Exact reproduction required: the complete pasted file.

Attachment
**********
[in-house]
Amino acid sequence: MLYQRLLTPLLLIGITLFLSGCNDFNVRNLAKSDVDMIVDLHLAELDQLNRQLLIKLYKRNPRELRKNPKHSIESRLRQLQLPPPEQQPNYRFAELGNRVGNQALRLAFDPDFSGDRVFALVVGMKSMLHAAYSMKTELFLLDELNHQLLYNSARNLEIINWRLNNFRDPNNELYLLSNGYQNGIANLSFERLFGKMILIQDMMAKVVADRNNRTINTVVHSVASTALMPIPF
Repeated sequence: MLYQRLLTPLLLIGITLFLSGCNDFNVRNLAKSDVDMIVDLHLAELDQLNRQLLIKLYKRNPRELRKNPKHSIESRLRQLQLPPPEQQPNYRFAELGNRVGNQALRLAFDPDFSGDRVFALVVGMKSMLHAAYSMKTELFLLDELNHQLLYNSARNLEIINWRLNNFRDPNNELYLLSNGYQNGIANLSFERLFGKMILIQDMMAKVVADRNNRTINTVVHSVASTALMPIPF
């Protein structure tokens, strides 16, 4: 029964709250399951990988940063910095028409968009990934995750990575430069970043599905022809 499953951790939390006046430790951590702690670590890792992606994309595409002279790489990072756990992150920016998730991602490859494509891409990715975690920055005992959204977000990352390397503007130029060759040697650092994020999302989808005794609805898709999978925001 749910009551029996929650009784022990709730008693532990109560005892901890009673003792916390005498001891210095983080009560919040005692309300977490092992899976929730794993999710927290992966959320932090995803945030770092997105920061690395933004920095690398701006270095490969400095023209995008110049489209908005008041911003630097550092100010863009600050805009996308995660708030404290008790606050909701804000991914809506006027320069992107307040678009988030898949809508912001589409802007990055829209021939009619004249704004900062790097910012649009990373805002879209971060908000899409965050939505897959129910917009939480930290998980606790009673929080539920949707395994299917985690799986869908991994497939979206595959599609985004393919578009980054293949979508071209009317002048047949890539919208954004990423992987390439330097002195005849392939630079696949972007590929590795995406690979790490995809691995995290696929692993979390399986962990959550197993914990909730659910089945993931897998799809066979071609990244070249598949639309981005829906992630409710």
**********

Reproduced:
[in-house]
Amino acid sequence: MLYQRLLTPLLLIGITLFLSGCNDFNVRNLAKSDVDMIVDLHLAELDQLNRQLLIKLYKRNPRELRKNPKHSIESRLRQLQLPPPEQQPNYRFAELGNRVGNQALRLAFDPDFSGDRVFALVVGMKSMLHAAYSMKTELFLLDELNHQLLYNSARNLEIINWRLNNFRDPNNELYLLSNGYQNGIANLSFERLFGKMILIQDMMAKVVADRNNRTINTVVHSVASTALMPIPF
Repeated sequence: MLYQRLLTPLLLIGITLFLSGCNDFNVRNLAKSDVDMIVDLHLAELDQLNRQLLIKLYKRNPRELRKNPKHSIESRLRQLQLPPPEQQPNYRFAELGNRVGNQALRLAFDPDFSGDRVFALVVGMKSMLHAAYSMKTELFLLDELNHQLLYNSARNLEIINWRLNNFRDPNNELYLLSNGYQNGIANLSFERLFGKMILIQDMMAKVVADRNNRTINTVVHSVASTALMPIPF
């Protein structure tokens, strides 16, 4: 029964709250399951990988940063910095028409968009990934995750990575430069970043599905022809 499953951790939390006046430790951590702690670590890792992606994309595409002279790489990072756990992150920016998730991602490859494509891409990715975690920055005992959204977000990352390397503007130029060759040697650092994020999302989808005794609805898709999978925001 749910009551029996929650009784022990709730008693532990109560005892901890009673003792916390005498001891210095983080009560919040005692309300977490092992899976929730794993999710927290992966959320932090995803945030770092997105920061690395933004920095690398701006270095490969400095023209995008110049489209908005008041911003630097550092100010863009600050805009996308995660708030404290008790606050909701804000991914809506006027320069992107307040678009988030898949809508912001589409802007990055829209021939009619004249704004900062790097910012649009990373805002879209971060908000899409965050939505897959129910917009939480930290998980606790009673929080539920949707395994299917985690799986869908991994497939979206595959599609985004393919578009980054293949979508071209009317002048047949890539919208954004990423992987390439330097002195005849392939630079696949972007590929590795995406690979790490995809691995995290696929692993979390399986962990959550197993914990909730659910089945993931897998799809066979071609990244070249598949639309981005829906992630409710």